City's Finances Called Sound; Controls Urged : Gardena: Panel also recommends election to determine if treasurer should be appointed instead of elected.


A committee appointed to examine Gardena's finances has pronounced them sound, but recommended that the council tighten its investment policy.

It also recommended that an election be held to determine whether the city treasurer should be appointed or elected.

City Council members hope the report will ease public concern, which was heightened after elected Treasurer Lorrenzo Ybarra wrote the city manager that the city was having trouble meeting its payroll. Ybarra warned that the council was spending too much money on a deal to develop a Smith's Food & Drug Center at Artesia Boulevard and Vermont Avenue.

The council appointed a five-member committee to do a one-month financial study of Gardena's investments. The committee reported that the city is generally following the council's policy of ensuring that investments are safe, liquid and produce a high yield.

"Everything looks good," said City Manager Kenneth W. Landau. "Gardena's investments are safe and secure, and Gardena is in excellent financial condition."

The committee made nine recommendations that would tighten the council's investment policy and put controls on the city's finances, Landau said. The City Council accepted the report on Feb. 28.

Ybarra said the committee was set up as part of a political vendetta against him, and the recommendations address problems that do not exist.

The committee's recommendations include: distributing city investments to various banks, extending investment maturity dates, evaluating banks before investing city funds, not using brokers and expanding the investment portfolio to include Treasury bills and government notes.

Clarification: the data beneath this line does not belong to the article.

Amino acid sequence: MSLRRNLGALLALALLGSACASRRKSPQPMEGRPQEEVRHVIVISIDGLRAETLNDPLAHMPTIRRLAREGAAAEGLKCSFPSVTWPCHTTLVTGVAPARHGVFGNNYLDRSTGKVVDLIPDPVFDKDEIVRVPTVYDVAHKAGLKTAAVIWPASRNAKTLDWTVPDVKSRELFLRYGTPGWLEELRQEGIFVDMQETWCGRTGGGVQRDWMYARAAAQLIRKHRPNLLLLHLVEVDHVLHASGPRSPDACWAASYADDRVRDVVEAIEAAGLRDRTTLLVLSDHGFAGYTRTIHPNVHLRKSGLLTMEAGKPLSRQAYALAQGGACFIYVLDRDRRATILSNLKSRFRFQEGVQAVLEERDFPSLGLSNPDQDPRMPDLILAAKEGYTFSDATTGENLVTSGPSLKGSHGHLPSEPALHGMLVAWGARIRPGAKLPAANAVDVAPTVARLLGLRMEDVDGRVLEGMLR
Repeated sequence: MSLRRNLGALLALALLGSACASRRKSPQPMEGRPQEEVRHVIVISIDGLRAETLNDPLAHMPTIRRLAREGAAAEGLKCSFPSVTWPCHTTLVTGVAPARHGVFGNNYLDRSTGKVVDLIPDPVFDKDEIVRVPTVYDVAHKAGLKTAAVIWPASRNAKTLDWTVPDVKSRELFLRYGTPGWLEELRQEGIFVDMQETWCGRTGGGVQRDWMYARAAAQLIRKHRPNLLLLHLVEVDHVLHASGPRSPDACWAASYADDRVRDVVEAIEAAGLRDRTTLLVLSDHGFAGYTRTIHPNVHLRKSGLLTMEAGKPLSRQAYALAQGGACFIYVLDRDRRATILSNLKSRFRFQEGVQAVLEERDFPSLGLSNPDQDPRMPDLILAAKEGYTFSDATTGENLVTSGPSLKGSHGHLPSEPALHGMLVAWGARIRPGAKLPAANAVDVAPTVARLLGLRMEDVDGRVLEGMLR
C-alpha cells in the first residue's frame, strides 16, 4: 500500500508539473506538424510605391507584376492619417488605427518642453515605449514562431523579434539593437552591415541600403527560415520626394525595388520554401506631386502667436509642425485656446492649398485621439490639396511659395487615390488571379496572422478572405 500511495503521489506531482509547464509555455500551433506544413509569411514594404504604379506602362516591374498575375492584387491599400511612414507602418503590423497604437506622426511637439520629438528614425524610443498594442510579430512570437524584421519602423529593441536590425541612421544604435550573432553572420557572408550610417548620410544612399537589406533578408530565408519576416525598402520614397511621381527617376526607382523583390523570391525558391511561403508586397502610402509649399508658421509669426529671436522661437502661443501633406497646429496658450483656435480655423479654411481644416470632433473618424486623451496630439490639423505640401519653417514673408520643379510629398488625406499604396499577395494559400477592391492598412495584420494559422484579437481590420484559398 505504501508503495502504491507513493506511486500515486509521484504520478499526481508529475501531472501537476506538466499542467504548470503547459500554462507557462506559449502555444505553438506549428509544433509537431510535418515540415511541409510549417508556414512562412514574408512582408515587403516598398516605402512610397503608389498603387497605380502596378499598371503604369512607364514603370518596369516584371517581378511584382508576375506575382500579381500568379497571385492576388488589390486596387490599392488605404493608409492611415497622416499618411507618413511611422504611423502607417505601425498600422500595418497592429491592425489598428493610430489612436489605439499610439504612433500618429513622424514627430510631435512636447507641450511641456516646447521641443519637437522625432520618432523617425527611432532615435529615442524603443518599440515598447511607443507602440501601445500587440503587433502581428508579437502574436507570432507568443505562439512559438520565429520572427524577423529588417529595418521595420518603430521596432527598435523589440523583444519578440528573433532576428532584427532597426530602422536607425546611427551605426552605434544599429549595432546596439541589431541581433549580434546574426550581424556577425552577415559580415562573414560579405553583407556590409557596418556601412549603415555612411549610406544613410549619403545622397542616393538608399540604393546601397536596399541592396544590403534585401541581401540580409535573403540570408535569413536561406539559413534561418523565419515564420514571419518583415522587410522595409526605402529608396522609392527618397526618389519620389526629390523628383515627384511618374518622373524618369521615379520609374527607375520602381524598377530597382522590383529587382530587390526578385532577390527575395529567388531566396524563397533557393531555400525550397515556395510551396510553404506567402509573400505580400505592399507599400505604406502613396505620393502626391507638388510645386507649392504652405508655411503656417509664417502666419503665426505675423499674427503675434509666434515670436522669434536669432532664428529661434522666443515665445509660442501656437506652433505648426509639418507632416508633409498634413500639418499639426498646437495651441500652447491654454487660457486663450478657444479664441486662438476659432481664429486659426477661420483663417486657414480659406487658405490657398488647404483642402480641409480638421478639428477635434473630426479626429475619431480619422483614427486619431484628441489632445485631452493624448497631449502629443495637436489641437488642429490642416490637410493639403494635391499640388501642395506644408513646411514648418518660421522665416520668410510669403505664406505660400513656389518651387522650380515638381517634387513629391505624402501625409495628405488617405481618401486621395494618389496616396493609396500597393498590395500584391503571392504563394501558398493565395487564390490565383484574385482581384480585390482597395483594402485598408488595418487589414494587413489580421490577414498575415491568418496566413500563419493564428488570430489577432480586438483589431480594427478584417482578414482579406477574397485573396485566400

The recommendations to stop using brokers and invest in Treasury bills are being drafted as ordinances that would have to be passed by the council.

The council approved the recommendation to hold an election to determine whether the treasurer should be appointed or elected. It did not determine when the election will be held. Putting the issue on the Nov. 8 ballot would cost the city about $70,000, officials said.

Ybarra said a ballot issue would just be a political move to remove him from office. Landau argued that having an appointed treasurer would provide more of a partnership among city departments.

The committee's report follows a recent audit by Peat Marwich concluding that Gardena is in no danger of falling into the same financial situation as Orange County.

However, Ybarra still contends that the city is experiencing cash shortfalls. The audit, he said, covered July 1, 1993, to June 30, 1994, and the cash flow problems did not arise until December. That month, Ybarra said, the city had trouble meeting its payroll and in February again fell short.

"We've been really scrambling for funds the last few months," Ybarra said. "Luckily we've been able to pull the money in."

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